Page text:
Bike Forums

Bike Forums (https://www.bikeforums.net/forum.php)
-   Commuting (https://www.bikeforums.net/commuting/)
-   -   Bicycle security: U-lock and other safety accessories [Q]. (https://www.bikeforums.net/commuting/794465-bicycle-security-u-lock-other-safety-accessories-q.html)

SpotOn 01-24-12 11:38 PM

Bicycle security: U-lock and other safety accessories [Q].
 
I bought myself a Specialized Hardrock 2010 (new bike, "last year model") for $300 some months ago, and I am now looking into buying a good lock etc. for my bike.

I am thinking about purchasing these locking skewers from www.BikeRegistry.com; $3.99, to replace my quick-releases, for the front and back wheel. Do it seem like a good product? Anyone here have experience with these or similar ones?

Also, if anyone have suggestions/links to locking skewers for the seat post, or cable/locking-mechanism for the seat, I'd appreciate that as well. Or if someone suggest how to buy cable + clamp thingy @ Home Depot etc and an easy way to make that... F. ex this one for the seat?: Saddle leash.

Second, when I bought the bike I bought a Kryptonite cable lock with it. However, after reading up on bicycle security, I have now determined that I want to get a hold of a U-lock as well, with a cable preferably. I know that cables can be sold separately, and I can do that if necessary if the cable does not come with a good deal on a U-lock...

What are your recommendations on these U-locks?
Kryptonite (does not specify what model...) (WalMart - $17.96)
OnGuard U-lock w/ cable (again, no model...) (Target - $19.99)
OnGuard Bulldog Mini 5015 w/ cable (Amazon - $21.99)

Again, if you have any other recommendations I'd be glad to read those as well. The key word is; a lock with relative high rating that does not cost too much.

fietsbob 01-24-12 11:58 PM

Allen skewers are OK, for vertical dropouts, but the eccentric with the lever
may be needed on a horizontal dropout, so the wheel won't slip.

I use the Abus Steel-o-chain, lock a lot, now, and the Abus link folding lock
is sure easier to carry than a U lock, because its 6 links fold.
and includes a frame mounting pouch.

have Onguard's armored cable lock , Brompton folding bike got it.
cable is inside the segmented tube, for armor, to be flexible.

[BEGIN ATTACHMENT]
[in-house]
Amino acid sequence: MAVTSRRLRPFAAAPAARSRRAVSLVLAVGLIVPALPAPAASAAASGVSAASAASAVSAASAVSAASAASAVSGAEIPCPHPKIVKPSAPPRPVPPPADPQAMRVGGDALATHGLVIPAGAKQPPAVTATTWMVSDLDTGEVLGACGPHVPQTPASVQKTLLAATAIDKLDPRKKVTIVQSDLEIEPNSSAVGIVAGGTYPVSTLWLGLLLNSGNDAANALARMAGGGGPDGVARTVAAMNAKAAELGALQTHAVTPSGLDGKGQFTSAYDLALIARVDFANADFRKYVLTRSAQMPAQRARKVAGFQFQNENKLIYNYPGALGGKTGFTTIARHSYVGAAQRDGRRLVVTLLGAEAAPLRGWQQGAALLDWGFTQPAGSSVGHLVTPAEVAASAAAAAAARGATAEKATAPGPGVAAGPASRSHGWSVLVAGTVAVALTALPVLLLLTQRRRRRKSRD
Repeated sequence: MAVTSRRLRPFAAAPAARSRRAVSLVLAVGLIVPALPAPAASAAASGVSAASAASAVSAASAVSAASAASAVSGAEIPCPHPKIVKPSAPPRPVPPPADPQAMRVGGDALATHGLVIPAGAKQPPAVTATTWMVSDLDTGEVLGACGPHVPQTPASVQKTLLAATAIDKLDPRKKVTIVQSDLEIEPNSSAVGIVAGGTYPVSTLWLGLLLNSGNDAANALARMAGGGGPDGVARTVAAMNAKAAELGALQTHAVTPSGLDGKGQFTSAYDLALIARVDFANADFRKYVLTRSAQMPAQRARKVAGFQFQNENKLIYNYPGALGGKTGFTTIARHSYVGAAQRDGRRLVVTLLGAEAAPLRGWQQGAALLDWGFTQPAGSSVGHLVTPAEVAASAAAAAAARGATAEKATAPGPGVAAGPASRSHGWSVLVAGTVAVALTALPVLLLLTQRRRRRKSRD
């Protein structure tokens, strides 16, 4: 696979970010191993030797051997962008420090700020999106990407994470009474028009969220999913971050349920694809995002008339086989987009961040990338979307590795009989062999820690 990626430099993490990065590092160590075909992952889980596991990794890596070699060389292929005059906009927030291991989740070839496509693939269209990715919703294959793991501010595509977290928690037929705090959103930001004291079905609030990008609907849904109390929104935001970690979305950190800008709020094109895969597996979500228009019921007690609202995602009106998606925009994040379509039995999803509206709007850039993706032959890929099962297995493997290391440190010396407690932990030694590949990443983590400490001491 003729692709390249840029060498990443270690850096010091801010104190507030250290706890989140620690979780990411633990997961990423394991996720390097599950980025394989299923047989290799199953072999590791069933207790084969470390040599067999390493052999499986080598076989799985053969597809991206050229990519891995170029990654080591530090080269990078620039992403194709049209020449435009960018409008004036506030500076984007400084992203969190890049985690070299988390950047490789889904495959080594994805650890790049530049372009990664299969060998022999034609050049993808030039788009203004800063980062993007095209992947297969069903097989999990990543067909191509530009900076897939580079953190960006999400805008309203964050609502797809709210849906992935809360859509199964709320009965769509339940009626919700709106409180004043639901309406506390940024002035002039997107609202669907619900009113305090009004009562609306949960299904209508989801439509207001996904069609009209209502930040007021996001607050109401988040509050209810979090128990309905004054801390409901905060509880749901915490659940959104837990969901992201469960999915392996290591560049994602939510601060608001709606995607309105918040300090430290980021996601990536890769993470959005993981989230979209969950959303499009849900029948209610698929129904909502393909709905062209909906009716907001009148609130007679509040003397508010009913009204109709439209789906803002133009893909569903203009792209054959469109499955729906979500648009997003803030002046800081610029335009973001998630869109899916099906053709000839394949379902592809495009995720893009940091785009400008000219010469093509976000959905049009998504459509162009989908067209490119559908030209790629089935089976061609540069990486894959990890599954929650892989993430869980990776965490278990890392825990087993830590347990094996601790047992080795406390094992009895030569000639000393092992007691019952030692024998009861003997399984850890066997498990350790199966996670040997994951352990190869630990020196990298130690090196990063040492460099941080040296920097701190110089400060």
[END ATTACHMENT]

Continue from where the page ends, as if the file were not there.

Colleges are theft places for bikes,
park next to the fancier bike, with the lesser lock. good Luck

amgarcia 01-24-12 11:58 PM

I can't really recommend any of those. I imagine they're all the about the same, but none will stop a thief for long.

cpach 01-25-12 02:59 AM

For locking a nice, newer bike being locked at a college, I'd buy a nicer u lock than you mentioned. From Kryptonite's line, the Evolution Mini and the NYFU locks are worth looking into. The NYFU is more secure but a lot heavier, but this shouldn't be a primary concern at a college. These are expensive locks, but your bike is a lot more expensive. A heavy chain like the Fuggetaboutit would probably make your bike unusually inconvenient for any thieves when paired with a good u lock. It's possible that you could leave a secondary, heavy duty lock of some kind at the bike rack. You might want to ask about that, though. A cable lock is probably not a particularly helpful addition to the security of the frame, but wouldn't hurt, and would be good for security the seat and/or wheels.

Secure wheel skewers are a good idea. I have Pitlocks on a bike and they seem excellent, and while there are ways to defeat them, I'd be surprised if they got defeated in practice. They're probably a lot more secure than a cable. The skewers you linked to are not as secure, but probably a lot better than nothing. In addition to being defeatable with common hand tools, a thief with a hex wrench could also remove the entire fork from the bike. Pitlock has a system to secure this as well. If you're already securing the rear wheel with the frame with your primary lock you also don't really need a secure skewer in the back (which also speeds up flat changes). I'm also considering trying out Zefal skewers for another bike that I don't leave locked up as much. There are ways to attack these skewers on the internet, but could defeat a casual thief and would be a lot cheaper and more convenient.

I honestly just use a relatively insecure kryptonite cable for my seat. There are systems that secure the seatpost collar, but they generally don't secure the seat itself to the clamp. You can secure it more permanently with a cable and some clamping hardware. Another common solution is some bicycle chain and a piece of old inner tube.

By the way, while I genuinely think Pitlock has a more clever system than most, I just happen to know Kryptonite's stuff better than other brands, which also make quality products.

The best thing you can do for security is see if there's more secure parking possible at your school. Some schools offer bike lockers, or maybe you can find somewhere to park it inside.

I probably sound paranoid but I live in an unfortunate den of bicycle thievery (Santa Cruz, CA).

Telly 01-25-12 03:07 AM

Don't just stick to quality... go with quantity.
Even the best locks can be opened in a matter of a few minutes with the right tools. If you have a couple or more different type locks, that in itself is a deterrent (time-wise) for a thief who might pick another easier to steal bike.

degnaw 01-25-12 06:33 AM

Before listening to anyone above and splurging on a $75 lock, look around your campus to see how other people lock their bikes - I know that at my campus, I've seen several $1000+ bikes "locked" with a cable for weeks at a time without issue. Not that I would do the same, but there's obviously no need for a high-end lock.


All times are GMT -6. The time now is 03:26 AM.


Copyright 2018 MH Sub I, LLC dba Internet Brands. All rights reserved. Use of this site indicates your consent to the Terms of Use.